In a controversial new study, author Nigel Barber claims that atheism will replace religion by 2041 as a result of rising living standards worldwide.
The bold assertion, which Barber introduced in a recent e-book titled “Why Atheism Will Replace Religion,” arose from a series of projections the bio-psychologist makes based on a study that he says will be published next month.
“Atheists are more likely to be college-educated people who live in cities, and they are highly concentrated in the social democracies of Europe,” Barber wrote in an article published last week in Psychology Today. “Atheism thus blossoms amid affluence, where most people feel economically secure.”
Barber continues in this vein, writing that his prediction that a majority of people will reject religion in favor of atheism by 2041 is also rooted in the rise of the “welfare state” across the globe.
“In my new study of 137 countries, I also found that atheism increases for countries with a well-developed welfare state (as indexed by high taxation rates),” he writes. “Moreover, countries with a more equal distribution of income had more atheists.”
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It’s quite a leap of logic to suggest that rising financial security will lead inexorably to a rejection of religion, and a number of thought leaders have in fact drawn the opposite conclusion, predicting that religious beliefs will enjoy a resurgence as the world continues to develop.
Author and political scientist Eric Kauffman explained this line of thought in his 2010 book “Shall the Religious Inherit the Earth?” He uses demographic data to make a case that religious people will in fact be ascendant in coming decades.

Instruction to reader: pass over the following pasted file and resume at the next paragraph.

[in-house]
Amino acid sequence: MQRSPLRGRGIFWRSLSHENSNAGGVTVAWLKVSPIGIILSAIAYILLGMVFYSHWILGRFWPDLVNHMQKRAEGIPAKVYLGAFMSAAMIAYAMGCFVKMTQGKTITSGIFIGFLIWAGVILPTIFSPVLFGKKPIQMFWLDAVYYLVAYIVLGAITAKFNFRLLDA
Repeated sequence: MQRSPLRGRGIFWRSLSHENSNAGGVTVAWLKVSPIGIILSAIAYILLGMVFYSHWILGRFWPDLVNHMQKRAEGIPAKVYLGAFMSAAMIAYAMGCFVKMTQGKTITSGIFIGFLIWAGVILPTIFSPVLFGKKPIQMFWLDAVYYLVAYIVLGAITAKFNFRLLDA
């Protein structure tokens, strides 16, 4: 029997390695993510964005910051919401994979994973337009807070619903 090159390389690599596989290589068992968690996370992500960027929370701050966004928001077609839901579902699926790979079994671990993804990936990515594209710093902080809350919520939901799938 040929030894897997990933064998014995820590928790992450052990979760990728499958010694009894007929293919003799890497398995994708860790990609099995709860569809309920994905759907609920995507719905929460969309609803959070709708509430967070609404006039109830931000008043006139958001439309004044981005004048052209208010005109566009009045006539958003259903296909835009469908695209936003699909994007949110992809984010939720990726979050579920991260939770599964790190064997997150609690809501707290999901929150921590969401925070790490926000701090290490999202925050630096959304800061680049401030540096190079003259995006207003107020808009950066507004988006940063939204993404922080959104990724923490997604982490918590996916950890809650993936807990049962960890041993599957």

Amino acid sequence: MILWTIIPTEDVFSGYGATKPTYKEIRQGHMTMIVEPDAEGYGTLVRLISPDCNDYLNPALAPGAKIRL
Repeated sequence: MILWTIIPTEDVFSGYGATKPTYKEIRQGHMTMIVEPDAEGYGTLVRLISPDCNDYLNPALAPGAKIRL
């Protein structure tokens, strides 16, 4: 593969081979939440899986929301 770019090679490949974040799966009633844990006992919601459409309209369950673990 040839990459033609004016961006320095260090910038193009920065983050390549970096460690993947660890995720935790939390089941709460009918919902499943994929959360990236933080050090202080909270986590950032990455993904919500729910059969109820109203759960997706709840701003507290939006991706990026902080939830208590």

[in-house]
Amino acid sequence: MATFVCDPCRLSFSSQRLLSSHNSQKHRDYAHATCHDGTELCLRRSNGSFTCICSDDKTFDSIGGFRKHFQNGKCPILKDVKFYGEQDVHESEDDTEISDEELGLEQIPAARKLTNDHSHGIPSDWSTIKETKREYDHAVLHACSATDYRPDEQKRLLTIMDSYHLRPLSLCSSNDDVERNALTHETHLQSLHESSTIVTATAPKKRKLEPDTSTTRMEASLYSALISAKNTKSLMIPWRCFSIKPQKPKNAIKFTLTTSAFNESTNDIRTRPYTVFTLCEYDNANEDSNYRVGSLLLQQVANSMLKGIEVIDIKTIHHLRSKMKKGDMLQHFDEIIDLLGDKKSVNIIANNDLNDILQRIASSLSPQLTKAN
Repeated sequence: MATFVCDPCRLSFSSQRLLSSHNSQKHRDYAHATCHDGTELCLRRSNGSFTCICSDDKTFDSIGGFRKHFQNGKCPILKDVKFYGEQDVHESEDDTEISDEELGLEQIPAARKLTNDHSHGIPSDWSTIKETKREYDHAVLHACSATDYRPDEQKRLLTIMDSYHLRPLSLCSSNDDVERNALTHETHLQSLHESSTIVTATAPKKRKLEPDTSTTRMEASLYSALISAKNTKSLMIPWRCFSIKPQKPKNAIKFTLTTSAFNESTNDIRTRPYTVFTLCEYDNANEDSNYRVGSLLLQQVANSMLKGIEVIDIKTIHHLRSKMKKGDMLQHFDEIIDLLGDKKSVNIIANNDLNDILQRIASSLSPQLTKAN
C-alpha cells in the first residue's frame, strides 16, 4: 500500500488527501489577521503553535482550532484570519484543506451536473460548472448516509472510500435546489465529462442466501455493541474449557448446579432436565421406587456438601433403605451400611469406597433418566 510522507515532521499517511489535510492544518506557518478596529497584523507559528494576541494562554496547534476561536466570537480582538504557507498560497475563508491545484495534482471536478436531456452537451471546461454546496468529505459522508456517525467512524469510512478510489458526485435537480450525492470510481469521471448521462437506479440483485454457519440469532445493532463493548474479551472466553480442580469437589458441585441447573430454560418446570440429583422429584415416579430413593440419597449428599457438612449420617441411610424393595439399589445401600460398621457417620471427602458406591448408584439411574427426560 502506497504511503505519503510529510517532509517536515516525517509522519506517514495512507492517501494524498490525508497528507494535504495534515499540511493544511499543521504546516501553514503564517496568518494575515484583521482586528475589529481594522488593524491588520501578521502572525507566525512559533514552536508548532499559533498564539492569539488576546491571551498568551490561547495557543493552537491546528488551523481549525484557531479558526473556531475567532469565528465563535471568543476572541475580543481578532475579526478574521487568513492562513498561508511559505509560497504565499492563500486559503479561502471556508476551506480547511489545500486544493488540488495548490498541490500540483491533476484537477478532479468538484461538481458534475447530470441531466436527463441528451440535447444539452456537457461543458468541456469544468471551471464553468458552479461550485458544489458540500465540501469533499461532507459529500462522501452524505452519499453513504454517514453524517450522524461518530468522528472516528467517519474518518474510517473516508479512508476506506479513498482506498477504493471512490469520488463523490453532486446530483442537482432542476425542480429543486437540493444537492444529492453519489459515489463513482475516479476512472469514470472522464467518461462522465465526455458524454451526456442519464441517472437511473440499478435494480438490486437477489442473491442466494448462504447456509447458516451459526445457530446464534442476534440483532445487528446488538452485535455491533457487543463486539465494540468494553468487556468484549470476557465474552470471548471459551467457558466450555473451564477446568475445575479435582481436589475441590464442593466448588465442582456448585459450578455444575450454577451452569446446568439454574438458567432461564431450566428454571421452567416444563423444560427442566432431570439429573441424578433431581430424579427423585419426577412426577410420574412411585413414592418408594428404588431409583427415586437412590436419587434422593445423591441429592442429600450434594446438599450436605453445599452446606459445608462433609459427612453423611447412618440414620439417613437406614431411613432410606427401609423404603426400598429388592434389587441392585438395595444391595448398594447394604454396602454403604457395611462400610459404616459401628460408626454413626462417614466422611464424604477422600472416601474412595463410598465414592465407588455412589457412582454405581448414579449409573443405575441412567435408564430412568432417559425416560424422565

“Kaufmann shows that the more religious people are, regardless of income, faith tradition or education, the more children they have,” a description of the book states, concluding that, “The cumulative effect of immigration and religious fertility will be to reverse the secularisation process in the West.”
Despite the much-touted rise of atheism among some segments of the world's population in recent years, as of 2012 only 13 percent of people identified themselves as atheists in a WIN-Gallup International poll.
Still, Barber maintains that a majority of people worldwide will reject religion by 2041 in his article.
“The reasons that churches lose ground in developed countries can be summarized in market terms,” he writes. “First, with better science, and with government safety nets, and smaller families, there is less fear and uncertainty in people's daily lives and hence less of a market for religion.”
Only time will reveal what the future holds for religion and atheism throughout the world.